Dylann Roof Is A White Supremacist American Terrorist

Why is the mainstream media so reluctant to call the Charleston shooter a terrorist?

Dylann Storm Roof

Dylann Storm Roof is a “troubled” white supremacist.

He is a shooter, a “shooting” suspect. He is a cold-blooded killer, a mass murderer.

He is also a terrorist.

As reluctant as the mainstream media is to use this term for him, the 21-year-old from Lexington, South Carolina – who allegedly shot and killed nine people at Emanuel African Methodist Episcopal Church, a historic black church in Charleston – is a terrorist.

Roof allegedly shot people with the intention of killing them. It wasn’t just a warning. He knew what he was doing. On top of that, it wasn’t a random attack. His targets were carefully chosen. He had a plan, an agenda – to spread fear, send a message and he did.

And this is exactly what a terrorist does.

However, as has been the case with white suspects of mass shootings – be it James Holmes, who killed more than 10 people in July 2012 in Aurora, Colorado, or Adam Lanza, who murdered 20 children and seven adults and killed himself in Connecticut in December that year – Roof is not being accused of terrorism. He is not even being called a “possible terrorist.”



Recommended: Saying The Charleston Shooting Isn't About Race Is Racist

In fact, the attempt to humanize Roof has already started. There is a lengthy article that talks about how he “had difficulties at school” and was “drawn” to white supremacy. Another highlights how his troubled teenage years caused him to drop out of school.

Had he belonged to a different race or ethnicity – or god forbid, if he were a Muslim from the Asian sub-continent – the media coverage of the Charleston tragedy would’ve been really different.

Just this year, we saw how after the Chapel shooting in February, Craig Stephen Hicks, a religion-hating atheist and a gun enthusiast, was not branded a terrorist for killing three unarmed Muslim students. In the following month, Richard White, a 63-year-old former Army serviceman who entered New Orleans’ airport with explosives and a machete and tried to attack TSA officers, wasn’t called a terrorist.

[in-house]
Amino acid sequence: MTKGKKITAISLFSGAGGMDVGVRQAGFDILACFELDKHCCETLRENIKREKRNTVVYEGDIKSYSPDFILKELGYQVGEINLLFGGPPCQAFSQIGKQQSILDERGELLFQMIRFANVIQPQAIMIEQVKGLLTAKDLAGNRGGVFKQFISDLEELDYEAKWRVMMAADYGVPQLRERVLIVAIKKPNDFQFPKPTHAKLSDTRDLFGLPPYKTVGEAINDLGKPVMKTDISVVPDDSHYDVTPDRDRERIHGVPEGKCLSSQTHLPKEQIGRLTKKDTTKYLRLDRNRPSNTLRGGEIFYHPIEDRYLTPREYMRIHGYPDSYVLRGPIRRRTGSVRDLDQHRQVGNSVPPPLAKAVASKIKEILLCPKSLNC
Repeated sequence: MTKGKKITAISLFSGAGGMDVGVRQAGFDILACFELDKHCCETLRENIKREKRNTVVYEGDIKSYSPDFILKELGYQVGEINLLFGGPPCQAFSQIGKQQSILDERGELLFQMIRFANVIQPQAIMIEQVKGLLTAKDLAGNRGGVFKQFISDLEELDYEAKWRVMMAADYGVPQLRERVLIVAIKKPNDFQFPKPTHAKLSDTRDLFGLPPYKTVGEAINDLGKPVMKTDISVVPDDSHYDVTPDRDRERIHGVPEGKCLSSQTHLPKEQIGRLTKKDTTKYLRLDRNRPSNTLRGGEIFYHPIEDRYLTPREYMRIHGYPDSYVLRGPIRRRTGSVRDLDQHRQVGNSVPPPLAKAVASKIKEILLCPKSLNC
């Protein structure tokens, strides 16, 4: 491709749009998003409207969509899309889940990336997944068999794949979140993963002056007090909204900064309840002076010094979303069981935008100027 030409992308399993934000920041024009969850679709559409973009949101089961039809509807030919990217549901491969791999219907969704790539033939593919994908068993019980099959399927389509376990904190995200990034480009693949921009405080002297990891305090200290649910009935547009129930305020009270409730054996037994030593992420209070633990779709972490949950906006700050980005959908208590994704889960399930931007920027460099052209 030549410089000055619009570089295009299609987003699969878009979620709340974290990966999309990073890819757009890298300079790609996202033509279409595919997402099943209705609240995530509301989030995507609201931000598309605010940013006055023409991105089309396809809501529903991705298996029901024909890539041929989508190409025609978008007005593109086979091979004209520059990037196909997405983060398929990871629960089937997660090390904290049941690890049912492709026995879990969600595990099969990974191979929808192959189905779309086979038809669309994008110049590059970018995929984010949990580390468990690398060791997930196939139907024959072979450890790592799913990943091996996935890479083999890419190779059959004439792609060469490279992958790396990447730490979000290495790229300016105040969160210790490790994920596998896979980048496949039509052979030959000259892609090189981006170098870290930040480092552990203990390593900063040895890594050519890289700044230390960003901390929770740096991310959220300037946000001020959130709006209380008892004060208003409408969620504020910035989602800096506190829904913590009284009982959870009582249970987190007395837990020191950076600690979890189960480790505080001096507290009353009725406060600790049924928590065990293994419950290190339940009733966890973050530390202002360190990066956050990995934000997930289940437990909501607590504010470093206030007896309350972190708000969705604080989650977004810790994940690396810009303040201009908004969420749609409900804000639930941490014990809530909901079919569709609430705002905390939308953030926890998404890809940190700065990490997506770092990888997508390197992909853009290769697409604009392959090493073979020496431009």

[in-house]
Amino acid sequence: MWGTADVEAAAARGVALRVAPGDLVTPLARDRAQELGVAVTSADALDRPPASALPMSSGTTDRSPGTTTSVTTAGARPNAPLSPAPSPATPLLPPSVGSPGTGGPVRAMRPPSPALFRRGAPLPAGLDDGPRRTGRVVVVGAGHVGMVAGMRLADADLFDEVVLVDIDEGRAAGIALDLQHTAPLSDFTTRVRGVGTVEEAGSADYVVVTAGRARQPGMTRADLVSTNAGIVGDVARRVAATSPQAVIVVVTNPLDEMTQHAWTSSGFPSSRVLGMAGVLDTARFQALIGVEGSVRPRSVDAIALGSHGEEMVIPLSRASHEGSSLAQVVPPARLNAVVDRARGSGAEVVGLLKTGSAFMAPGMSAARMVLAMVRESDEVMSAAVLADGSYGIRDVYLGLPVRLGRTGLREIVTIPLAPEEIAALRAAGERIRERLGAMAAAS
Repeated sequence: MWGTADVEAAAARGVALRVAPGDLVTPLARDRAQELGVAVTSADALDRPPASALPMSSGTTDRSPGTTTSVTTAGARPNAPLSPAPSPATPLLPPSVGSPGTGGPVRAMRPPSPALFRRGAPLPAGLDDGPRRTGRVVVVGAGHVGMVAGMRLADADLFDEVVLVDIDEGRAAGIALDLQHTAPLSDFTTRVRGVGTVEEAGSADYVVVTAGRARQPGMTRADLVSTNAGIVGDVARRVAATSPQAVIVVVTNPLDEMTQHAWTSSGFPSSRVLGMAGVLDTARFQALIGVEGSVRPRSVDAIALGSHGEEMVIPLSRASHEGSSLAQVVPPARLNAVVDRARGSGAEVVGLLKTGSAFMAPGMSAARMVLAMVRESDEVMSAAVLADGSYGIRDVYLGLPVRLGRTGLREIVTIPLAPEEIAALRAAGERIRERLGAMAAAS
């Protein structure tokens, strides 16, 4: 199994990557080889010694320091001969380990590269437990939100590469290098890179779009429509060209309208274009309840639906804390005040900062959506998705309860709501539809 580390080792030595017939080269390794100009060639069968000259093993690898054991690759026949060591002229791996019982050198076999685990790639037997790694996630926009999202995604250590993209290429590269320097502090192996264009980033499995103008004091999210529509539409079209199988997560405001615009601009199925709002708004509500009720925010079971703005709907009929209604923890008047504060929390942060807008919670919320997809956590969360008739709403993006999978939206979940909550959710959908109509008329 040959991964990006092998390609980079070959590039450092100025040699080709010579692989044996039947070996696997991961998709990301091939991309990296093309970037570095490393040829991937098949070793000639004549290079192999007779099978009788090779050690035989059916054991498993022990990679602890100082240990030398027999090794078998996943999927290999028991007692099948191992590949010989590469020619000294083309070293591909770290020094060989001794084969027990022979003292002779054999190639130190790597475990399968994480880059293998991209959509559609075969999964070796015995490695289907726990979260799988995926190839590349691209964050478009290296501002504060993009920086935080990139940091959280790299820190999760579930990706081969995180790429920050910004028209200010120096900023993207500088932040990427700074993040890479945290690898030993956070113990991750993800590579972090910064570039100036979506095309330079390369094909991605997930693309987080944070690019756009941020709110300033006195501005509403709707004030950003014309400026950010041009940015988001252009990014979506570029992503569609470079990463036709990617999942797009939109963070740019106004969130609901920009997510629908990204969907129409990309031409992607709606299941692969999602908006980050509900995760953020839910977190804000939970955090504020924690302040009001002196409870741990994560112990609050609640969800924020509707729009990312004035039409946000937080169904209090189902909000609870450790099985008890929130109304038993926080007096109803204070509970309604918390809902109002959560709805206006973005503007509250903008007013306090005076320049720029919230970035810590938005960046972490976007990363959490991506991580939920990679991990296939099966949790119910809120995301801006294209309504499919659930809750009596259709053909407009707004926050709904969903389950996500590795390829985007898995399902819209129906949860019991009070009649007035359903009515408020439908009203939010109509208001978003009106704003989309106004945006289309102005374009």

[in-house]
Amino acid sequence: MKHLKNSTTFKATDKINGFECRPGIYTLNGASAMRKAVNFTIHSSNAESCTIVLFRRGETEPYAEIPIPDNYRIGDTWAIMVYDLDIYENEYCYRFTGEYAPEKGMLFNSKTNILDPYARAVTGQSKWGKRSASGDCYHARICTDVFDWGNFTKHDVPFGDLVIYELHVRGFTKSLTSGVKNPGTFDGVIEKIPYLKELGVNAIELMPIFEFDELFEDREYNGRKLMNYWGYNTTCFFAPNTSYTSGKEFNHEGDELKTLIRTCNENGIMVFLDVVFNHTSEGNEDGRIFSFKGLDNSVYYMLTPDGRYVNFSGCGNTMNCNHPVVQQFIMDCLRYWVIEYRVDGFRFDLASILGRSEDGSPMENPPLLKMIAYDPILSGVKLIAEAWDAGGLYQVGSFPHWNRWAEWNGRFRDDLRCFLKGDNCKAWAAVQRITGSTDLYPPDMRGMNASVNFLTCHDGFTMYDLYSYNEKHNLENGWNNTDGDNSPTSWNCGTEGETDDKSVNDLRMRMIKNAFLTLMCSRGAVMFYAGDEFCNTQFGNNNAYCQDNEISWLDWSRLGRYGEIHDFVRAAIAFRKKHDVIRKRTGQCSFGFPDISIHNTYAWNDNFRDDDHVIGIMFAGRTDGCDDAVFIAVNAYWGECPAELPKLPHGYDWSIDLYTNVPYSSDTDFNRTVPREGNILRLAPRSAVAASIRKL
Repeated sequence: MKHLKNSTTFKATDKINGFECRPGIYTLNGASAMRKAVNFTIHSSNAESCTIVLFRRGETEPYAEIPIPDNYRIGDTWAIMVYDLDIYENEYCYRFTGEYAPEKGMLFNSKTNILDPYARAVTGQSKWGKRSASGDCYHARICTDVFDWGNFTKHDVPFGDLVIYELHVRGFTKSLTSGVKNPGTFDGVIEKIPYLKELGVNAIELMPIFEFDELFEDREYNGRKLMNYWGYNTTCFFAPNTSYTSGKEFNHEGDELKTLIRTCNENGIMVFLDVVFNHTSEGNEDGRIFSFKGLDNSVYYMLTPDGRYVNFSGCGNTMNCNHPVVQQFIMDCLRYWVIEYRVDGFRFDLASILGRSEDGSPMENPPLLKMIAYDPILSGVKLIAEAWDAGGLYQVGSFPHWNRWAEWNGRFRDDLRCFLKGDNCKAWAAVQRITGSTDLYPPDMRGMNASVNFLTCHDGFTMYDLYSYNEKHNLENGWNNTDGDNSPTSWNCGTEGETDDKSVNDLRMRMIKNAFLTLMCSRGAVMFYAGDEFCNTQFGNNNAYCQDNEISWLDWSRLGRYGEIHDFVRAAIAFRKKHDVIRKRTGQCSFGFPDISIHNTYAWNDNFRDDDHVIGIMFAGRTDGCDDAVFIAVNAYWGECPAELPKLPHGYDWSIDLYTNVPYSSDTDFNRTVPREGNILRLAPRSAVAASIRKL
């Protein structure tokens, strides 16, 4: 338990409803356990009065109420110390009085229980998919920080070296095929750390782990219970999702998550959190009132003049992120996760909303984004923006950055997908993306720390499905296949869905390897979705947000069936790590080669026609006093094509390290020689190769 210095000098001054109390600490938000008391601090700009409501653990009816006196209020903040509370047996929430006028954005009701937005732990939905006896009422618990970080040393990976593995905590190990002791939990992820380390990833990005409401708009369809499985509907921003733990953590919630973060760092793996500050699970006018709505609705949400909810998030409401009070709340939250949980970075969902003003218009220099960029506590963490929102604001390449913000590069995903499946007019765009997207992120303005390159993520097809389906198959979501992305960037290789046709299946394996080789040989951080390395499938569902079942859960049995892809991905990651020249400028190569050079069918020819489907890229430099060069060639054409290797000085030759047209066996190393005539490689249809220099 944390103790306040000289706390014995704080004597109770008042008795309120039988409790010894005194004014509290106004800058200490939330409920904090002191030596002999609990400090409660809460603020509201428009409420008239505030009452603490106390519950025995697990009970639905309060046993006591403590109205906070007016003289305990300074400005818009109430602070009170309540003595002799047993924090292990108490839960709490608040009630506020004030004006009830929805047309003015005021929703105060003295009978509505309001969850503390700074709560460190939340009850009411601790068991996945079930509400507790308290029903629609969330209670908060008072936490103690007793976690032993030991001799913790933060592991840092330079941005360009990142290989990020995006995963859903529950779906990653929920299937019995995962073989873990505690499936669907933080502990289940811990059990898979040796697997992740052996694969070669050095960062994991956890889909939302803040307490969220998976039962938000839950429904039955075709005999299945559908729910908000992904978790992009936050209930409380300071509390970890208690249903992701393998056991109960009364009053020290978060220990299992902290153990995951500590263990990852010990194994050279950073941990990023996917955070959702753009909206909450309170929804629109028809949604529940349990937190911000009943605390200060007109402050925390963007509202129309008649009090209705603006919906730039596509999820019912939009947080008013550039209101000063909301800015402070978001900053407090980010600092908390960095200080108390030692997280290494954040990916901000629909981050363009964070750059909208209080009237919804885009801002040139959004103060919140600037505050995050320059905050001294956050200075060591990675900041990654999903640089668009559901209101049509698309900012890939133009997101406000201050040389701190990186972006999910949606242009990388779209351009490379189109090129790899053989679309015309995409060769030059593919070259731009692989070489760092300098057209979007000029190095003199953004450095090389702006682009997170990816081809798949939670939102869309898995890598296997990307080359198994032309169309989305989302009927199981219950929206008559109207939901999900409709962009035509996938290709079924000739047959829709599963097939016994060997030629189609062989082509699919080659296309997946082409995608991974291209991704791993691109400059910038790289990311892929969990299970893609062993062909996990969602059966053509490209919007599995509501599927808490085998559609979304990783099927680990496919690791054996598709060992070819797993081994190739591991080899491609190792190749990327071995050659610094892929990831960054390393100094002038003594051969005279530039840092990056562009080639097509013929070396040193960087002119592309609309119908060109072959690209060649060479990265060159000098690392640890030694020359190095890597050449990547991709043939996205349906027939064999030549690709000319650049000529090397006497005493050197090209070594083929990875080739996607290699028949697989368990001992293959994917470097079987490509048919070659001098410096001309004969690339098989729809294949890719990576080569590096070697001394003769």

Then again in May, Robert R. Doggart , a white ordained Christian minister in the Christian National Church – who admitted  plotting a violent attack on Islamberg, a Muslim area in the state of New York and destroy a mosque – was not labeled a terrorist.

Related: The Mainstream Media Is Not Interested In Non-Muslim Attackers

In the West, thanks to the twisted stereotypes perpetuated by news channels and movies, it’s only non-white people, preferably Muslims, who are portrayed as violent religious fanatics bombing other communities and massacring people. It’s a shameless double-standard that media has unremorsefully been following for years now.

Fortunately, there are some voices of reason.

Addressing the Charleston shooting, The Daily Show host Jon Stewart said what other news organizations were (and are) clearly reluctant to say. He called it a terrorist attack, adding pretending otherwise would just be wrong.

And he is right.

What Dylann Roof has been accused of is not a hate crime, it is terrorism. And he should be called what people who are accused of committing acts of terrorism are called – a terrorist or a possible terrorist suspect.

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